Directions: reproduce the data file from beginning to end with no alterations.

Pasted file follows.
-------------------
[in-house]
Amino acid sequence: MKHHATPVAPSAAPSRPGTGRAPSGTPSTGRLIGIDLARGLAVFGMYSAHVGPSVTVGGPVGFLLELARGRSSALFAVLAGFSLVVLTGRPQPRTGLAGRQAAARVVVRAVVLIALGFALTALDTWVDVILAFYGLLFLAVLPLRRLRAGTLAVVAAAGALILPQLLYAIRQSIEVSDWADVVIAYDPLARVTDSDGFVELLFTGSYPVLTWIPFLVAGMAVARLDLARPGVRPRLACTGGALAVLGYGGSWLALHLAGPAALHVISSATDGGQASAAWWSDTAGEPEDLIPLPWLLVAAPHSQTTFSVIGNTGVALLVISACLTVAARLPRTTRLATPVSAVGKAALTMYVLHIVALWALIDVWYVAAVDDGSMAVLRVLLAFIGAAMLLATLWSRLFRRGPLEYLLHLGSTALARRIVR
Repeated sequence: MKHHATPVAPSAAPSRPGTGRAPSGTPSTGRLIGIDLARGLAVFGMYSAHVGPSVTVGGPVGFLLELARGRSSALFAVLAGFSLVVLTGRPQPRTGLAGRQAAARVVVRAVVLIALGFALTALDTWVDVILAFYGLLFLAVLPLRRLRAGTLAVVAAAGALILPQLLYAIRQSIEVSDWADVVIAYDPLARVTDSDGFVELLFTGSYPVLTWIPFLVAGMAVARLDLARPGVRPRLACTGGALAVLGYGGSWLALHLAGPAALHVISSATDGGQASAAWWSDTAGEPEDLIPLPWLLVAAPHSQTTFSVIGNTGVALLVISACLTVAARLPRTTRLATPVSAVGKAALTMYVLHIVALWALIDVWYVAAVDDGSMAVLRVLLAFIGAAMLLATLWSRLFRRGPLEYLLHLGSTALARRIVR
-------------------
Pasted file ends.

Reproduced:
[in-house]
Amino acid sequence: MKHHATPVAPSAAPSRPGTGRAPSGTPSTGRLIGIDLARGLAVFGMYSAHVGPSVTVGGPVGFLLELARGRSSALFAVLAGFSLVVLTGRPQPRTGLAGRQAAARVVVRAVVLIALGFALTALDTWVDVILAFYGLLFLAVLPLRRLRAGTLAVVAAAGALILPQLLYAIRQSIEVSDWADVVIAYDPLARVTDSDGFVELLFTGSYPVLTWIPFLVAGMAVARLDLARPGVRPRLACTGGALAVLGYGGSWLALHLAGPAALHVISSATDGGQASAAWWSDTAGEPEDLIPLPWLLVAAPHSQTTFSVIGNTGVALLVISACLTVAARLPRTTRLATPVSAVGKAALTMYVLHIVALWALIDVWYVAAVDDGSMAVLRVLLAFIGAAMLLATLWSRLFRRGPLEYLLHLGSTALARRIVR
Repeated sequence: MKHHATPVAPSAAPSRPGTGRAPSGTPSTGRLIGIDLARGLAVFGMYSAHVGPSVTVGGPVGFLLELARGRSSALFAVLAGFSLVVLTGRPQPRTGLAGRQAAARVVVRAVVLIALGFALTALDTWVDVILAFYGLLFLAVLPLRRLRAGTLAVVAAAGALILPQLLYAIRQSIEVSDWADVVIAYDPLARVTDSDGFVELLFTGSYPVLTWIPFLVAGMAVARLDLARPGVRPRLACTGGALAVLGYGGSWLALHLAGPAALHVISSATDGGQASAAWWSDTAGEPEDLIPLPWLLVAAPHSQTTFSVIGNTGVALLVISACLTVAARLPRTTRLATPVSAVGKAALTMYVLHIVALWALIDVWYVAAVDDGSMAVLRVLLAFIGAAMLLATLWSRLFRRGPLEYLLHLGSTALARRIVR